This Website Can Tell You If Someone Died In Your House - Forbes

This Website Can Tell You If Someone Died In Your House - Forbes
By Natalie Sportelli FORBES Staff Reporter

If you could find out if someone died in your house, would you want to know? Founded in 2013 by software engineer Roy Condrey, allows users to search an address to see if it had a dark former life (or even accommodates the afterlife). From murders and suicides to meth activity and arson, DiedInHouse uses data from over 130 million police records, news reports, old death certificates and more to determine if your house has seen horrors.

The website’s creation begins like a ghost story. Three years ago, Condrey received a text message in the middle of the night from one of his tenants that read: “Did you know that your house is haunted?” Condrey went down a cyber rabbit hole seeking, but not finding, an easy way to determine if his property had indeed seen a gruesome crime or fatality.

“I went online to find a ‘Carfax’ of sorts for deaths in homes and I didn’t find anything, but I did find pages and pages of people asking if there’s a way to find out if their house is haunted,” says Condrey, who rents his a number of his properties. He later learned through his data collection that, in fact, at least 4.5 million homes nationwide have had documented deaths take place on the premises. The number of homeowners that know about the history of their home is unknown.

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How to Look Up the History of Your House

U.S. News & World Report | June 23, 2020, 12:00 AM

The anxiety of buying a new home can form in any number of ways, and you might find yourself questioning the property you’ve chosen: Is the backyard really that small? Is the soil contaminated from the nasty-looking stream nearby? Did someone die in the house recently?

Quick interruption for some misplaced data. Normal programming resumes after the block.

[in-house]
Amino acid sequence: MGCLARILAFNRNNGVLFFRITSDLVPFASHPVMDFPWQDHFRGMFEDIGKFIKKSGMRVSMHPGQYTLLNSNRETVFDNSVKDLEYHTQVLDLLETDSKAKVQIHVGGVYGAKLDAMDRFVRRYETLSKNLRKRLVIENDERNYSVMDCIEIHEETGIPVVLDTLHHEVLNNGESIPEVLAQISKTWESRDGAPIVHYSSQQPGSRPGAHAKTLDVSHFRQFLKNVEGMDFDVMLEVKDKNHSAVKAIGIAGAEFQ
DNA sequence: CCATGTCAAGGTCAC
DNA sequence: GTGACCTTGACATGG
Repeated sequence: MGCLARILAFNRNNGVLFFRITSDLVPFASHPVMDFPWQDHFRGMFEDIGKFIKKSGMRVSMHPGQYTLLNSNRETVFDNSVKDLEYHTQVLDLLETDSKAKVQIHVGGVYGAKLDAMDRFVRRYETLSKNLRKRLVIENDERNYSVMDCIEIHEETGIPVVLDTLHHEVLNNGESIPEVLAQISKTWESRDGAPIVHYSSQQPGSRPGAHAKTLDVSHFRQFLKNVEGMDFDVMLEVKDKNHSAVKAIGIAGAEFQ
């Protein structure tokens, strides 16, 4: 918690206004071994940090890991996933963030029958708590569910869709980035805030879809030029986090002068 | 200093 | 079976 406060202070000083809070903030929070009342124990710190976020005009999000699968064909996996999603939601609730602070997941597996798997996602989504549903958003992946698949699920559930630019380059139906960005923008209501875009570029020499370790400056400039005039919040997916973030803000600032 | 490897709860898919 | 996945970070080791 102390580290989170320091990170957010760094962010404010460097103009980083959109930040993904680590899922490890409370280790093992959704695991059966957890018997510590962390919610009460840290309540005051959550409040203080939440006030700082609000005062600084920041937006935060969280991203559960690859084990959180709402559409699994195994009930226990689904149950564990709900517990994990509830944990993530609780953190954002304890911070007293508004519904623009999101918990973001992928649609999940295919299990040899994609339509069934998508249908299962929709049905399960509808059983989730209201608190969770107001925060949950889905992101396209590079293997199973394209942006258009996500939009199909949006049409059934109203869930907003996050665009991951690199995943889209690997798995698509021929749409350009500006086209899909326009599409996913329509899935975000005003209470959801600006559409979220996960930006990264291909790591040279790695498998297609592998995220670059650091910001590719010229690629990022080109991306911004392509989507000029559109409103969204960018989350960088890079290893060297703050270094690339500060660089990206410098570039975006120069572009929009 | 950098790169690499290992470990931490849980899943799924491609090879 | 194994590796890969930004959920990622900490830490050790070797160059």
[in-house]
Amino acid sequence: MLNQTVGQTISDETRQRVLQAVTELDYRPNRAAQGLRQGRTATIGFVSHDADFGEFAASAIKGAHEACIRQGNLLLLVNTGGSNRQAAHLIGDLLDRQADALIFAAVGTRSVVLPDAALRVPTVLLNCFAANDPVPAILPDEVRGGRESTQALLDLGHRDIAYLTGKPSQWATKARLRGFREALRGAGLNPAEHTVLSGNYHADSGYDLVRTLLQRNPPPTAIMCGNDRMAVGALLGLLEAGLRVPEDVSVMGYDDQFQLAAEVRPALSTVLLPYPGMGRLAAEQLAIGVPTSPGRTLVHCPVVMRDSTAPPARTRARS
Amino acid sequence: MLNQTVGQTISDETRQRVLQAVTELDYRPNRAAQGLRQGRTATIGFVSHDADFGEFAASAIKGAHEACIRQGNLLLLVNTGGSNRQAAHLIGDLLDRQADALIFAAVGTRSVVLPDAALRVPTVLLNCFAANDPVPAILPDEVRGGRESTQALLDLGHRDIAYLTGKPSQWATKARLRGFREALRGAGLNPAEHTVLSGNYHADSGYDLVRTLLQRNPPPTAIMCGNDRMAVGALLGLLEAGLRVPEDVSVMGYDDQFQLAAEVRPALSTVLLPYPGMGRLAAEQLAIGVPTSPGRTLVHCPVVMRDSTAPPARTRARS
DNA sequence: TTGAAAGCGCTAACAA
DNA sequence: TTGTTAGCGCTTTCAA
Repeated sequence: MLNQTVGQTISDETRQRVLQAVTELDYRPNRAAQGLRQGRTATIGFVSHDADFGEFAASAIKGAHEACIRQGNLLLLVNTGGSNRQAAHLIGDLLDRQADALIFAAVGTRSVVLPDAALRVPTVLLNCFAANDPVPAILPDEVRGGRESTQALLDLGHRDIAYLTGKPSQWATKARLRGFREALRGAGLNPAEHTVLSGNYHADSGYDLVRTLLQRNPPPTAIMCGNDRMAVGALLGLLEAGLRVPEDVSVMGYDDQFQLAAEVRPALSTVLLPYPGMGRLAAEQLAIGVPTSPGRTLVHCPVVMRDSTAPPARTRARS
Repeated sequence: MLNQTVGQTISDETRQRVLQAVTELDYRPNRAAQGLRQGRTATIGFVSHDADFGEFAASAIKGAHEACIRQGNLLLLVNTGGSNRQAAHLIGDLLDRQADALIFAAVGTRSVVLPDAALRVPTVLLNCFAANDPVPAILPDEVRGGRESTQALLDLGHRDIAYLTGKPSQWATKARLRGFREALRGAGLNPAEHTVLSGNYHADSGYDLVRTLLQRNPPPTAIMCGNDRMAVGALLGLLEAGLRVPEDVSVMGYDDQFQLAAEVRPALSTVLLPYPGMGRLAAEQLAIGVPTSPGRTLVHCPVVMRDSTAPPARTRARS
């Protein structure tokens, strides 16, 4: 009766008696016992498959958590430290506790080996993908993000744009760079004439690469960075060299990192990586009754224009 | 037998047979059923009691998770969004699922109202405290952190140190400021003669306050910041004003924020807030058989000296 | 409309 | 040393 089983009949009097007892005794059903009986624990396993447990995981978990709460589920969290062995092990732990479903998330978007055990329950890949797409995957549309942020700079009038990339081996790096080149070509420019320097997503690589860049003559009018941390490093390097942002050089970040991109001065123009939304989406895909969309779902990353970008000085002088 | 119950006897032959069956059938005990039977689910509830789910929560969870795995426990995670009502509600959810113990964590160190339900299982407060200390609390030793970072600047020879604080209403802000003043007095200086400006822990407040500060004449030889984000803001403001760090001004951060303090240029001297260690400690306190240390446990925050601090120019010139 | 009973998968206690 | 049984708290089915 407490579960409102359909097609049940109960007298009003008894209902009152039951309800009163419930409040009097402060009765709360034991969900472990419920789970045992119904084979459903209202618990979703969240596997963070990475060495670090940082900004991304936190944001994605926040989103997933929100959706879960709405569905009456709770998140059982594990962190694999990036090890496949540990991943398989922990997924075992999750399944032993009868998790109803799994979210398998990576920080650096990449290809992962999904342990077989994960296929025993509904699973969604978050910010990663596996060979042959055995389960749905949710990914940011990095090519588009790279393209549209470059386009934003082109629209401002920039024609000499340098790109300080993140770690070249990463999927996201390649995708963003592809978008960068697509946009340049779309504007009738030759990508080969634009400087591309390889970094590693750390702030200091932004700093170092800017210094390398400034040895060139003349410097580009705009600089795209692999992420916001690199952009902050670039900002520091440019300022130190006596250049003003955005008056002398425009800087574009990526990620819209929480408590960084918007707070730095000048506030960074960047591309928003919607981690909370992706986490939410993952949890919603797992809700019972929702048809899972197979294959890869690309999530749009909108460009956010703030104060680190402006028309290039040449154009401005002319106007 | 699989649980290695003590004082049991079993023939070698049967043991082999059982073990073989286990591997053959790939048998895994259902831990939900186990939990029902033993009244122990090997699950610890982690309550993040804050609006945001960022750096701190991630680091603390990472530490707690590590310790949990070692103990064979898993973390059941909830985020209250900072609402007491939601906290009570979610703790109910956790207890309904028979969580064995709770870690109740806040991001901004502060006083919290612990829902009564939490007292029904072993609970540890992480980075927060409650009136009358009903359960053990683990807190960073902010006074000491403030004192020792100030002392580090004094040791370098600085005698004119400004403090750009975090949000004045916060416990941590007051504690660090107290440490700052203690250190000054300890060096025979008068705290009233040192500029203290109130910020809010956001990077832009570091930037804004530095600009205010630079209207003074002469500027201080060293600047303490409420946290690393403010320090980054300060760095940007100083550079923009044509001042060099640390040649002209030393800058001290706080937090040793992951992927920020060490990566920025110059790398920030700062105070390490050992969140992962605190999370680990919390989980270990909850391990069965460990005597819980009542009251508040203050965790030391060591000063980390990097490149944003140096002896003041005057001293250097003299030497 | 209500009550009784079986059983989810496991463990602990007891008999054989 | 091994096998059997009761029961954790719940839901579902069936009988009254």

Here are eight things about your house you may want to know:

— History of major construction and work on the property.

— Details of previous sales.

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Unsolved Mysteries: 9 Ways to Find the History of a Property Online

by Rachel Russell
March 27, 2020

You fell head-over-heels the moment you laid eyes on the perfectly landscaped house of your dreams. It’s for sale — and you just so happen to be in the market to buy. However, you’ve heard rumors about the house’s past. Maybe something bad happened there once? Or maybe it looks like a prestigious Victorian… and you wonder whether it’s an original or a reproduction? 
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How to Avoid Unexpectedly Buying a Haunted House—Because It Could Happen to You

In the spirit of Halloween, we beseech you to suspend your disbelief and check out these tips. It's better to be safe than sorry, right?

By Ana Durrani | | Oct 31, 2019

Footsteps late at night. Music randomly playing. Lights flickering. Unexplained shadows. True-horror fans might get a thrill out of moving into a house with a haunted past, but others might see it as a nightmare.

It wouldn't surprise us to hear that notorious homes like the Manson murder house in Los Feliz or the "In Cold Blood" house have experienced some paranormal activity. The same goes for homes in towns with notoriously gruesome histories, like Salem, MA, where about two dozen people accused of witchcraft were executed or died in jail in the 1600s.
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How death can haunt (or help) your house hunt

By Myles Ma

Frank Hewitt had been looking for a condo in San Diego for a while by January 2006, when he found a unit that had languished on the market for more than 120 days. He toured the condo with a seller's agent. The price seemed comparable to other condos in the neighborhood, San Diego's Little Italy.  So Hewitt asked the agent: Why hasn't this unit sold yet? Legally, the agent said, he needed to disclose something. The previous owner died in the condo. Most people weren't comfortable with that. But don't worry, the agent said to Hewitt. He had a priest bless the condo. The agent wouldn't say how the owner died, but said it wasn't violent. The death didn't dissuade Hewitt. "I recall putting in a low-ball offer well below ask," Hewitt said. After a few counter-offers, Hewitt settled for a price $25,000 less than the asking price. This was just before the housing market peaked, when most property was going for full price, if not higher. As it turns out, the plot point of an endless number of horror movies and one notable TV show is true: Death can have a big impact on a property's value.
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